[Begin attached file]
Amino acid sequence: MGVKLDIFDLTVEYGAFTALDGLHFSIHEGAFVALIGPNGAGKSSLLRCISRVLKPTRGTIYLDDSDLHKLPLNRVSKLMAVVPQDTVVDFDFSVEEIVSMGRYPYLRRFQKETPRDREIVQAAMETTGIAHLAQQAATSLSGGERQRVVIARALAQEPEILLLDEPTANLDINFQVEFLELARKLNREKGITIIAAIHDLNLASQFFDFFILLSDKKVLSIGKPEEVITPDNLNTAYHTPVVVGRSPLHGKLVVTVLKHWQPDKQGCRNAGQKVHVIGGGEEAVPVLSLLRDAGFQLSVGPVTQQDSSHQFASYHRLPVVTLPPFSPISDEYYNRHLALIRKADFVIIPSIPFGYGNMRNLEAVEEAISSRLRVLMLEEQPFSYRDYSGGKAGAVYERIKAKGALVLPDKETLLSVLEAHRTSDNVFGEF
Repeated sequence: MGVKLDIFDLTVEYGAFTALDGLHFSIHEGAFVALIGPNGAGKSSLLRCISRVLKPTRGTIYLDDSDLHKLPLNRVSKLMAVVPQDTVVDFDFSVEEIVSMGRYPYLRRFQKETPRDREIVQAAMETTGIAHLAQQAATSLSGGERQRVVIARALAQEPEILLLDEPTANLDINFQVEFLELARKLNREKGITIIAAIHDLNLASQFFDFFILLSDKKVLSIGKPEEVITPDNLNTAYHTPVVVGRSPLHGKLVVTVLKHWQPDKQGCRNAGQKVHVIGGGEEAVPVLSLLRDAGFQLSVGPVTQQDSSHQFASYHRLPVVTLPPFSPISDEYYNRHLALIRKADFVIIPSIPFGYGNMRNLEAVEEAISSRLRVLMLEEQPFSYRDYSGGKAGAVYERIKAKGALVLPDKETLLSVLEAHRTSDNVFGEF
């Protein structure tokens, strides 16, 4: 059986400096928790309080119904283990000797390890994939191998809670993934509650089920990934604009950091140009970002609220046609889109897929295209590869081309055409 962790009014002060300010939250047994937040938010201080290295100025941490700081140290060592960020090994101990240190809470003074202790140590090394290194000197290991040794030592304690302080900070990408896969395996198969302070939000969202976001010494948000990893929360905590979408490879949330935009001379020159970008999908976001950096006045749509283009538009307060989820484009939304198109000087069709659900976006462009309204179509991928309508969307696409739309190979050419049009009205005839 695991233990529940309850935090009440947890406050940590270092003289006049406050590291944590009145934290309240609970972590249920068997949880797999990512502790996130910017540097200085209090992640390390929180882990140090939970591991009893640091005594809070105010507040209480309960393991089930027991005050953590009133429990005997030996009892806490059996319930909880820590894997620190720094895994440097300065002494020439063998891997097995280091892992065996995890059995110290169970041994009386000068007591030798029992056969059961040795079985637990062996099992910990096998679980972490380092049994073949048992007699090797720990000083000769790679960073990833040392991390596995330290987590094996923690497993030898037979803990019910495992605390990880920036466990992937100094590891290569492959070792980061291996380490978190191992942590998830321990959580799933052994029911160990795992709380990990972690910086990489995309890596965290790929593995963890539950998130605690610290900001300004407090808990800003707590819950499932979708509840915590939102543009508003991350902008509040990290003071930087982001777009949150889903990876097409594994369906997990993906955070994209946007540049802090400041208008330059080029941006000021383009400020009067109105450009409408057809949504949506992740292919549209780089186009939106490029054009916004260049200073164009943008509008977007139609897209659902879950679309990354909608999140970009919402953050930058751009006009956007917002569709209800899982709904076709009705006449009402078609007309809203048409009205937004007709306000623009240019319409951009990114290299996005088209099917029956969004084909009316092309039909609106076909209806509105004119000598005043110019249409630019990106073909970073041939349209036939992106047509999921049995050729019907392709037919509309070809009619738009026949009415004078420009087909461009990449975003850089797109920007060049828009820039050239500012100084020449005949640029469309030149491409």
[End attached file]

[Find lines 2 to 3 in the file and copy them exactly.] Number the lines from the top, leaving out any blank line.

Repeated sequence: MGVKLDIFDLTVEYGAFTALDGLHFSIHEGAFVALIGPNGAGKSSLLRCISRVLKPTRGTIYLDDSDLHKLPLNRVSKLMAVVPQDTVVDFDFSVEEIVSMGRYPYLRRFQKETPRDREIVQAAMETTGIAHLAQQAATSLSGGERQRVVIARALAQEPEILLLDEPTANLDINFQVEFLELARKLNREKGITIIAAIHDLNLASQFFDFFILLSDKKVLSIGKPEEVITPDNLNTAYHTPVVVGRSPLHGKLVVTVLKHWQPDKQGCRNAGQKVHVIGGGEEAVPVLSLLRDAGFQLSVGPVTQQDSSHQFASYHRLPVVTLPPFSPISDEYYNRHLALIRKADFVIIPSIPFGYGNMRNLEAVEEAISSRLRVLMLEEQPFSYRDYSGGKAGAVYERIKAKGALVLPDKETLLSVLEAHRTSDNVFGEF
């Protein structure tokens, strides 16, 4: 059986400096928790309080119904283990000797390890994939191998809670993934509650089920990934604009950091140009970002609220046609889109897929295209590869081309055409 962790009014002060300010939250047994937040938010201080290295100025941490700081140290060592960020090994101990240190809470003074202790140590090394290194000197290991040794030592304690302080900070990408896969395996198969302070939000969202976001010494948000990893929360905590979408490879949330935009001379020159970008999908976001950096006045749509283009538009307060989820484009939304198109000087069709659900976006462009309204179509991928309508969307696409739309190979050419049009009205005839 695991233990529940309850935090009440947890406050940590270092003289006049406050590291944590009145934290309240609970972590249920068997949880797999990512502790996130910017540097200085209090992640390390929180882990140090939970591991009893640091005594809070105010507040209480309960393991089930027991005050953590009133429990005997030996009892806490059996319930909880820590894997620190720094895994440097300065002494020439063998891997097995280091892992065996995890059995110290169970041994009386000068007591030798029992056969059961040795079985637990062996099992910990096998679980972490380092049994073949048992007699090797720990000083000769790679960073990833040392991390596995330290987590094996923690497993030898037979803990019910495992605390990880920036466990992937100094590891290569492959070792980061291996380490978190191992942590998830321990959580799933052994029911160990795992709380990990972690910086990489995309890596965290790929593995963890539950998130605690610290900001300004407090808990800003707590819950499932979708509840915590939102543009508003991350902008509040990290003071930087982001777009949150889903990876097409594994369906997990993906955070994209946007540049802090400041208008330059080029941006000021383009400020009067109105450009409408057809949504949506992740292919549209780089186009939106490029054009916004260049200073164009943008509008977007139609897209659902879950679309990354909608999140970009919402953050930058751009006009956007917002569709209800899982709904076709009705006449009402078609007309809203048409009205937004007709306000623009240019319409951009990114290299996005088209099917029956969004084909009316092309039909609106076909209806509105004119000598005043110019249409630019990106073909970073041939349209036939992106047509999921049995050729019907392709037919509309070809009619738009026949009415004078420009087909461009990449975003850089797109920007060049828009820039050239500012100084020449005949640029469309030149491409």